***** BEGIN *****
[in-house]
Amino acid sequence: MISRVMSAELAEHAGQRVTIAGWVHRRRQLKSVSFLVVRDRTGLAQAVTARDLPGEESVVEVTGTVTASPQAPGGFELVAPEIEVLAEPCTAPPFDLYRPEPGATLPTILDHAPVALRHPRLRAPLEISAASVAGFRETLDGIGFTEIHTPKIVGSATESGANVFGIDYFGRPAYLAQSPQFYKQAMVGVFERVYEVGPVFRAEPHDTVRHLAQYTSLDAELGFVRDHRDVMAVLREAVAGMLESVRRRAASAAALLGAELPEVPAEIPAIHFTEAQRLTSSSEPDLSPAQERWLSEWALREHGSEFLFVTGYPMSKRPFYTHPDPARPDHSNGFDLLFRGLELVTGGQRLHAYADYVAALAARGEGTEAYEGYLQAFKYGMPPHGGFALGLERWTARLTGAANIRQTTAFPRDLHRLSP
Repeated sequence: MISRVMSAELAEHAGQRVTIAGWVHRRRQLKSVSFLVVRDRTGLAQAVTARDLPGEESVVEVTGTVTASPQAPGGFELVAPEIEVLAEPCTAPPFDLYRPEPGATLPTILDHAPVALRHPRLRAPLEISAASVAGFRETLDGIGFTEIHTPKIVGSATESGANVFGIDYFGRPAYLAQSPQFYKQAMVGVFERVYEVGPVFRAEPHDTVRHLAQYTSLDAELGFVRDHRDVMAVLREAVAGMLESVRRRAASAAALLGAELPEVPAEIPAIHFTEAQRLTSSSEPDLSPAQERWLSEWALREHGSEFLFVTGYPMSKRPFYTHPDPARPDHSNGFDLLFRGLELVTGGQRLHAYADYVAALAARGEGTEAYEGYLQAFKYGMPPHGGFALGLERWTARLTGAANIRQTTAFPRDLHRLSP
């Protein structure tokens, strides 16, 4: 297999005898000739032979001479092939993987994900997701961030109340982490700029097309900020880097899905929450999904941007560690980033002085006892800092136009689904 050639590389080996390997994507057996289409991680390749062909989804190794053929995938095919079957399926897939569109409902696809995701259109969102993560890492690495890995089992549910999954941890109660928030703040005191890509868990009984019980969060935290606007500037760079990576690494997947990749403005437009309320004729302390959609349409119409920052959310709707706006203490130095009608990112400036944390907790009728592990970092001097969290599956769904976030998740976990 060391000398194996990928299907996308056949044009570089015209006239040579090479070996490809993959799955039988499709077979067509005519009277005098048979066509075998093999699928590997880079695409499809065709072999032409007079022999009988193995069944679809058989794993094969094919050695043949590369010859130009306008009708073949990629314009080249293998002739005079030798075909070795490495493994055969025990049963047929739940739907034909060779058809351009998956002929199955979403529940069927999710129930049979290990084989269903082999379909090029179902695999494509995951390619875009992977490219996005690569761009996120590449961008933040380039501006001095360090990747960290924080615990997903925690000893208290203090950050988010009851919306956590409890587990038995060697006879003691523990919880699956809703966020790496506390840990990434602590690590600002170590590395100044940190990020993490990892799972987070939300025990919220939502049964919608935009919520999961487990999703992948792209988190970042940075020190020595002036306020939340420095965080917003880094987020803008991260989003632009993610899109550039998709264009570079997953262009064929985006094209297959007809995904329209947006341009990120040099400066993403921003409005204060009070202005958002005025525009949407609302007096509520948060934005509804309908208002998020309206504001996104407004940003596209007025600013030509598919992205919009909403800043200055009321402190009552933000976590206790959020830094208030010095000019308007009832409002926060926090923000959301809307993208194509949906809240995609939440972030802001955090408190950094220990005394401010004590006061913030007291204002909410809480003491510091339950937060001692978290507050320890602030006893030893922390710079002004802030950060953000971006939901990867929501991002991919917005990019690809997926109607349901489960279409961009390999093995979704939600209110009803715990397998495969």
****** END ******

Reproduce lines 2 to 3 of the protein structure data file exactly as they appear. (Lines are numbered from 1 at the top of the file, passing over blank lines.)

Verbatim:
Amino acid sequence: MISRVMSAELAEHAGQRVTIAGWVHRRRQLKSVSFLVVRDRTGLAQAVTARDLPGEESVVEVTGTVTASPQAPGGFELVAPEIEVLAEPCTAPPFDLYRPEPGATLPTILDHAPVALRHPRLRAPLEISAASVAGFRETLDGIGFTEIHTPKIVGSATESGANVFGIDYFGRPAYLAQSPQFYKQAMVGVFERVYEVGPVFRAEPHDTVRHLAQYTSLDAELGFVRDHRDVMAVLREAVAGMLESVRRRAASAAALLGAELPEVPAEIPAIHFTEAQRLTSSSEPDLSPAQERWLSEWALREHGSEFLFVTGYPMSKRPFYTHPDPARPDHSNGFDLLFRGLELVTGGQRLHAYADYVAALAARGEGTEAYEGYLQAFKYGMPPHGGFALGLERWTARLTGAANIRQTTAFPRDLHRLSP
Repeated sequence: MISRVMSAELAEHAGQRVTIAGWVHRRRQLKSVSFLVVRDRTGLAQAVTARDLPGEESVVEVTGTVTASPQAPGGFELVAPEIEVLAEPCTAPPFDLYRPEPGATLPTILDHAPVALRHPRLRAPLEISAASVAGFRETLDGIGFTEIHTPKIVGSATESGANVFGIDYFGRPAYLAQSPQFYKQAMVGVFERVYEVGPVFRAEPHDTVRHLAQYTSLDAELGFVRDHRDVMAVLREAVAGMLESVRRRAASAAALLGAELPEVPAEIPAIHFTEAQRLTSSSEPDLSPAQERWLSEWALREHGSEFLFVTGYPMSKRPFYTHPDPARPDHSNGFDLLFRGLELVTGGQRLHAYADYVAALAARGEGTEAYEGYLQAFKYGMPPHGGFALGLERWTARLTGAANIRQTTAFPRDLHRLSP